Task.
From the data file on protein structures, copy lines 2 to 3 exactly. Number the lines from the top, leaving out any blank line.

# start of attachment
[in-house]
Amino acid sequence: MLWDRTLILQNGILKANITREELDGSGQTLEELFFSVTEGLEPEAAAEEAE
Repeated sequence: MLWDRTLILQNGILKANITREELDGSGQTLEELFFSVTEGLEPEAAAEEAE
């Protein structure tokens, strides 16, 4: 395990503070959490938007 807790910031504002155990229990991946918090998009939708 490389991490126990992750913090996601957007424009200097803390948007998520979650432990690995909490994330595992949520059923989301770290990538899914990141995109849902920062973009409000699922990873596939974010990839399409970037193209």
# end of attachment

Amino acid sequence: MLWDRTLILQNGILKANITREELDGSGQTLEELFFSVTEGLEPEAAAEEAE
Repeated sequence: MLWDRTLILQNGILKANITREELDGSGQTLEELFFSVTEGLEPEAAAEEAE